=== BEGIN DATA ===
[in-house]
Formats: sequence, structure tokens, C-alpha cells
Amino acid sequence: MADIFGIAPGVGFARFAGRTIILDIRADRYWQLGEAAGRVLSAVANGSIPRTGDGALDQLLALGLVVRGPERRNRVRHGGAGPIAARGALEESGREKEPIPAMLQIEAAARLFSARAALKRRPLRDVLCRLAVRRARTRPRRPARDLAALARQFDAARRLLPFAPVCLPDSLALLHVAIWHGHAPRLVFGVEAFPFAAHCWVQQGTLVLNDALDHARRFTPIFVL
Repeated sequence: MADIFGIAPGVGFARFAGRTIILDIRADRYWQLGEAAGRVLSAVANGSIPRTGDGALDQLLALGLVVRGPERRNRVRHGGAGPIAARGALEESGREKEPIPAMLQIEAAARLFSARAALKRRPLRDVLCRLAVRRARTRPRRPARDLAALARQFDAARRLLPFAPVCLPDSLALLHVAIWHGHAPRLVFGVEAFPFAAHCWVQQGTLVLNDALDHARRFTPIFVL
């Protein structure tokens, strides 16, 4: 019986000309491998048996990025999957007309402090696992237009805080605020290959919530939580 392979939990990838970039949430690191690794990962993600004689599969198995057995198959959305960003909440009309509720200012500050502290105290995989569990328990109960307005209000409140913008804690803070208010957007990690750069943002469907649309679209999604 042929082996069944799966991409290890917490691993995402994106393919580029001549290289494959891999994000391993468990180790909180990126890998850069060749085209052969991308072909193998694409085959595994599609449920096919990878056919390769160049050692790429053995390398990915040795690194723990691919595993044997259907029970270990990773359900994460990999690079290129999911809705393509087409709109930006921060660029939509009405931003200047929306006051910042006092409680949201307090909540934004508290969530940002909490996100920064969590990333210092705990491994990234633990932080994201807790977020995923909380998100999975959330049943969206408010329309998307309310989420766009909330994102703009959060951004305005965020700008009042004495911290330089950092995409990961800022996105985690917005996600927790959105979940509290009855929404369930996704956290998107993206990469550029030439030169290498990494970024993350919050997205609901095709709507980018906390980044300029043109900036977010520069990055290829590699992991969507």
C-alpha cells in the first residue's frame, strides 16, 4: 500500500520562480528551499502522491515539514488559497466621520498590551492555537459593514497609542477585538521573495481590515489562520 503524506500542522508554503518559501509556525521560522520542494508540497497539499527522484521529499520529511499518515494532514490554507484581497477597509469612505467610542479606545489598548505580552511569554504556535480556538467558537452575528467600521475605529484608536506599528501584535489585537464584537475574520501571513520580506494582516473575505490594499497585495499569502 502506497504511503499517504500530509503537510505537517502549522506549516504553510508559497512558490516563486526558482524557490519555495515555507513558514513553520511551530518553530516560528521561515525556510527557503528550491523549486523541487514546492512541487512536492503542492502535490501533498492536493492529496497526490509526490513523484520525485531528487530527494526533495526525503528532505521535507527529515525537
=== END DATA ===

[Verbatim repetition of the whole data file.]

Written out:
[in-house]
Formats: sequence, structure tokens, C-alpha cells
Amino acid sequence: MADIFGIAPGVGFARFAGRTIILDIRADRYWQLGEAAGRVLSAVANGSIPRTGDGALDQLLALGLVVRGPERRNRVRHGGAGPIAARGALEESGREKEPIPAMLQIEAAARLFSARAALKRRPLRDVLCRLAVRRARTRPRRPARDLAALARQFDAARRLLPFAPVCLPDSLALLHVAIWHGHAPRLVFGVEAFPFAAHCWVQQGTLVLNDALDHARRFTPIFVL
Repeated sequence: MADIFGIAPGVGFARFAGRTIILDIRADRYWQLGEAAGRVLSAVANGSIPRTGDGALDQLLALGLVVRGPERRNRVRHGGAGPIAARGALEESGREKEPIPAMLQIEAAARLFSARAALKRRPLRDVLCRLAVRRARTRPRRPARDLAALARQFDAARRLLPFAPVCLPDSLALLHVAIWHGHAPRLVFGVEAFPFAAHCWVQQGTLVLNDALDHARRFTPIFVL
């Protein structure tokens, strides 16, 4: 019986000309491998048996990025999957007309402090696992237009805080605020290959919530939580 392979939990990838970039949430690191690794990962993600004689599969198995057995198959959305960003909440009309509720200012500050502290105290995989569990328990109960307005209000409140913008804690803070208010957007990690750069943002469907649309679209999604 042929082996069944799966991409290890917490691993995402994106393919580029001549290289494959891999994000391993468990180790909180990126890998850069060749085209052969991308072909193998694409085959595994599609449920096919990878056919390769160049050692790429053995390398990915040795690194723990691919595993044997259907029970270990990773359900994460990999690079290129999911809705393509087409709109930006921060660029939509009405931003200047929306006051910042006092409680949201307090909540934004508290969530940002909490996100920064969590990333210092705990491994990234633990932080994201807790977020995923909380998100999975959330049943969206408010329309998307309310989420766009909330994102703009959060951004305005965020700008009042004495911290330089950092995409990961800022996105985690917005996600927790959105979940509290009855929404369930996704956290998107993206990469550029030439030169290498990494970024993350919050997205609901095709709507980018906390980044300029043109900036977010520069990055290829590699992991969507």
C-alpha cells in the first residue's frame, strides 16, 4: 500500500520562480528551499502522491515539514488559497466621520498590551492555537459593514497609542477585538521573495481590515489562520 503524506500542522508554503518559501509556525521560522520542494508540497497539499527522484521529499520529511499518515494532514490554507484581497477597509469612505467610542479606545489598548505580552511569554504556535480556538467558537452575528467600521475605529484608536506599528501584535489585537464584537475574520501571513520580506494582516473575505490594499497585495499569502 502506497504511503499517504500530509503537510505537517502549522506549516504553510508559497512558490516563486526558482524557490519555495515555507513558514513553520511551530518553530516560528521561515525556510527557503528550491523549486523541487514546492512541487512536492503542492502535490501533498492536493492529496497526490509526490513523484520525485531528487530527494526533495526525503528532505521535507527529515525537